The Coen Brothers: “Fargo”

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I suppose I must have a dark sense of humor indeed to think of the Coen Brothers’ film Fargo as a comedy – even if I do realize that it is a dark comedy. I mean, what can you say about someone who shrieks, then laughs uproariously, at the woodchipper scene?

Yes, Fargo is a weird and dark tale – from William H. Macy as Jerry Lundegaard, the pathetic car dealership manager who pays two sleazy criminals to kidnap his wife, to Steve Buscemi as the “funny-looking guy” in that criminal pair, from Frances McDormand as Marge Gunderson, a pregnant police detective, to Steve Park as Mike Yanagita, the high school classmate who visits her in one of the film’s many bizarre scenes. All of the actors in the movie are outstanding, but my favorite by far is McDormand, who also happens to be married to Joel Coen and who acts in a number of the Coen Brothers’ films. Apparently, I am not alone in my assessment of McDormand’s portrayal of Marge Gunderson, as she won a Best Oscar Actress for this role.

Part of what made Fargo fascinating and compelling to me when I first saw it was the film’s opening claim that it is based on a true story. The viewer sees the following text on screen:

This is a true story. The events depicted in this film took place in Minnesota in 1987. At the request of the survivors, the names have been changed. Out of respect for the dead, the rest has been told exactly as it occurred.

But as it turns out, the story may not actually be true – or then again, it may be. The Coen Brothers have both asserted that it is true and laughed off questions about its veracity. As Ethan Coen says, “You don’t have to have a true story to make a true story movie.” Learn more about the truth or fiction of Fargo by visiting Snopes, the Huffington Post, and Film School Rejects.

Now if you haven’t seen Fargo, I don’t want to give anything away. Suffice it to say, watching Fargo won’t be your average viewing experience. And as you watch events unfold, you may be thinking, “She finds this funny?!” As I said, it’s a dark sense of humor that draws me to this film.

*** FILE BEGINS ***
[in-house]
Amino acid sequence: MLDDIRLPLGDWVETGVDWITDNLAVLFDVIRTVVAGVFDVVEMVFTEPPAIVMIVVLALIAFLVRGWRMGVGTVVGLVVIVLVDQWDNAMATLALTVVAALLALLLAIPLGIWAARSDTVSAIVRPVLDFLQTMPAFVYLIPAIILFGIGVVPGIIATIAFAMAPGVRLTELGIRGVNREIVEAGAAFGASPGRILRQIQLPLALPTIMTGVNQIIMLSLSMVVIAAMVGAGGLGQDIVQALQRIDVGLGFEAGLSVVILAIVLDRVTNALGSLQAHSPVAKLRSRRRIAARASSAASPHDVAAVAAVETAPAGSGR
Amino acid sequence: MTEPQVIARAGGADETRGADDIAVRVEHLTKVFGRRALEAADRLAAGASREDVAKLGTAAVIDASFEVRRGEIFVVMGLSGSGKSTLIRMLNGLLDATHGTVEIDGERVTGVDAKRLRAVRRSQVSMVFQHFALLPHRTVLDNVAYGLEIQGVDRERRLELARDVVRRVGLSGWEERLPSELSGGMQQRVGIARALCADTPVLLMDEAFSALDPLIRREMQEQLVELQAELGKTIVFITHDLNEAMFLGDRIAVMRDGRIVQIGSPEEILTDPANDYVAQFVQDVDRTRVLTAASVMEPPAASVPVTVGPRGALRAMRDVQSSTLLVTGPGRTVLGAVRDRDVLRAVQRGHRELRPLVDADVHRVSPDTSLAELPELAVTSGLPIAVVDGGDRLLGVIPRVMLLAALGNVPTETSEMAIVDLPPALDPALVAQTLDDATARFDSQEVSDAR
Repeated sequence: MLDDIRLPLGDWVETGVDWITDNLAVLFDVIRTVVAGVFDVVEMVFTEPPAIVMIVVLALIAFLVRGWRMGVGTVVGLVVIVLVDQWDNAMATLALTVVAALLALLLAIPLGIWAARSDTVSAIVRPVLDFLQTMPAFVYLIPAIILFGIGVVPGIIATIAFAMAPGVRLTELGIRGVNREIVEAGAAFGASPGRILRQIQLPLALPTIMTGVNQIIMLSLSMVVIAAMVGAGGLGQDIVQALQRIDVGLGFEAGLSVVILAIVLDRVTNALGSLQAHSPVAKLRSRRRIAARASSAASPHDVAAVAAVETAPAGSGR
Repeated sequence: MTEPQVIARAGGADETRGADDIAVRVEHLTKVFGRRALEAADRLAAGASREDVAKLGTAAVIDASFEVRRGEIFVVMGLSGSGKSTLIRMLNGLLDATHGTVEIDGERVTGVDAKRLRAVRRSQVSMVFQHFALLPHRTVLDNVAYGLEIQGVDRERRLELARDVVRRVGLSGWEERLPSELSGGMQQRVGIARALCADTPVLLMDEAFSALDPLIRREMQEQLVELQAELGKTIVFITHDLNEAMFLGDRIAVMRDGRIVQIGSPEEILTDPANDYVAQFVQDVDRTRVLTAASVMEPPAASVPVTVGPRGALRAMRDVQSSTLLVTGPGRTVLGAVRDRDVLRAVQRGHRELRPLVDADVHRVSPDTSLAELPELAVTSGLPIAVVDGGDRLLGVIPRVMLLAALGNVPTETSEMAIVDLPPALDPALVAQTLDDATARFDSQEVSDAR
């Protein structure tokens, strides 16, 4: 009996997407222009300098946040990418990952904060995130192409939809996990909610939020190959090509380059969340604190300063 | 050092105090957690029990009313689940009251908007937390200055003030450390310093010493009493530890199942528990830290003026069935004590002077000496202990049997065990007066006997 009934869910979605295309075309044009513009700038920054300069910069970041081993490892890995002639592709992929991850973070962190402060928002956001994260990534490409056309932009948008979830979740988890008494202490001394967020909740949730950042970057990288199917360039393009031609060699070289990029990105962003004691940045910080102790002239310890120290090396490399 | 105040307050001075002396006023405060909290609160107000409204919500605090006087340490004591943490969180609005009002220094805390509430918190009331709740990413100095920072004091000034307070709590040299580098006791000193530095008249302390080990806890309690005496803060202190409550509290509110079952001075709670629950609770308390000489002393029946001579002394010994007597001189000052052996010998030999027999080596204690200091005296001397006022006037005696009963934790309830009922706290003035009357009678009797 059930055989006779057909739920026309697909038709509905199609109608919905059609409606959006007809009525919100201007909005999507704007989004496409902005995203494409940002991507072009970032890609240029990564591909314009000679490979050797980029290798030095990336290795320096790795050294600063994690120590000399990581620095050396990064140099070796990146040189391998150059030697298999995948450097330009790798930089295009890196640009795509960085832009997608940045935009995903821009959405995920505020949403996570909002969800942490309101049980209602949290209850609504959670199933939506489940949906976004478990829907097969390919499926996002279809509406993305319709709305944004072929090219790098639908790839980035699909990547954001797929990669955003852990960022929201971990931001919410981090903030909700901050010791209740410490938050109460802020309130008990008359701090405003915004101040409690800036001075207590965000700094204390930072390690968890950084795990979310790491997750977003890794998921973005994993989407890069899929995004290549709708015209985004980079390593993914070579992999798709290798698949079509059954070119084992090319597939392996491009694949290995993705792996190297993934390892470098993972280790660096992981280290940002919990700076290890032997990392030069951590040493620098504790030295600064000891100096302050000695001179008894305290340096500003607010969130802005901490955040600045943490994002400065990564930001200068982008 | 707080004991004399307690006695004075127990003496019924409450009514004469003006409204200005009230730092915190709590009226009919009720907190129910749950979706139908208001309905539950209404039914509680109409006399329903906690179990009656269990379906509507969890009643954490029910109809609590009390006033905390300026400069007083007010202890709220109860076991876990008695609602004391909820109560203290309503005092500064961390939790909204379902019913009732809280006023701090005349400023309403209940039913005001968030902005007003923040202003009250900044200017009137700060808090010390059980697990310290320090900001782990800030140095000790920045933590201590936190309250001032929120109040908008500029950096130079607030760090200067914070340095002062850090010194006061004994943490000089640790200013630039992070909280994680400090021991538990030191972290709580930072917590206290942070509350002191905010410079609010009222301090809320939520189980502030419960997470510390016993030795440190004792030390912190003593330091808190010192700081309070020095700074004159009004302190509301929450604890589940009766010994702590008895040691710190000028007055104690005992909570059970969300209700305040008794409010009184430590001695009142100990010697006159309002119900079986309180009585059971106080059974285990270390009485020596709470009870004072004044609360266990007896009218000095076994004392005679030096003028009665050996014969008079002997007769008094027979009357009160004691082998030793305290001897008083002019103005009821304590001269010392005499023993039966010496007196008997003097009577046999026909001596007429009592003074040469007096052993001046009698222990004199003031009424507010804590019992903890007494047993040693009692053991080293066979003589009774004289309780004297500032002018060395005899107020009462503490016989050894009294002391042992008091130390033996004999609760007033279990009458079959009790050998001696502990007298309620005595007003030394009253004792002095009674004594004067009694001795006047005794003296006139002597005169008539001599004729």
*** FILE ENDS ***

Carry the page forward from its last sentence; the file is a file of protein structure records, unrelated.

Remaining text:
Fans of the Coen Brothers’ other films will know what I mean. From one of their earliest films, Raising Arizona, Joel and Ethan Coen have shown themselves to find humor in the strangest of settings. I know people who are such ardent fans of Raising Arizona that they can recite virtually every line, and that is even more the case with their cult classic The Big Lebowski (anyone for a White Russian?). Probably their “biggest” film to date is O Brother, Where Art Thou? It stars George Clooney as a modern-day Ulysses on an odyssey through the Depression-era South. Of course, laughs are once again in big supply.

To dig deeper into Fargo, check out The Atlantic’s in-depth consideration of the film that “brought it all together” for the Coen Brothers. You can watch a television interview with the Coen Brothers and Frances McDormand about Fargo, and you’ll also enjoy a short video about the seven things you probably didn’t know about Fargo. A great deal of dialogue from the film can be found at Wikiquote. To go all scholarly on the film, check out The Coen Brothers’ Fargo, a Cambridge Film Handbook.

To think more fully about the Coen Brothers’ long career in filmmaking, read The New Yorker’s assessment of their work. A three-minute video tribute to their many films is also available. You might also find it interesting to read Ian Nathan’s new book, The Coen Brothers: The Iconic Filmmakers and Their Work, or Mark T. Conard’s book The Philosophy of the Coen Brothers. Also useful is a collection of interviews with the Coen Brothers.

Of course, Fargo was so successful that it spawned a TV spin-off twenty years later! There are mixed reports about whether the Coen Brothers like the television series, but for my money, the original film is all you need. If you want to add Fargo to your DVD collection, consider buying Coen Brothers Collection, which includes Blood Simple, Fargo, Miller’s Crossing, and Raising Arizona. Or you might just want to stick with the special edition DVD of Fargo.

However you watch Fargo, just be sure to laugh. It’s not all grim and macabre – at least not to me!

Watch:Watch the scene in Fargo in which police detective Marge Gunderson (played by Frances McDormand) says, “I’m not so sure I agree 100% with your policework there, Lou.”

Image Credit: Ethan and Joel Coen at the Cannes Film Festival in 2001. Used with permission,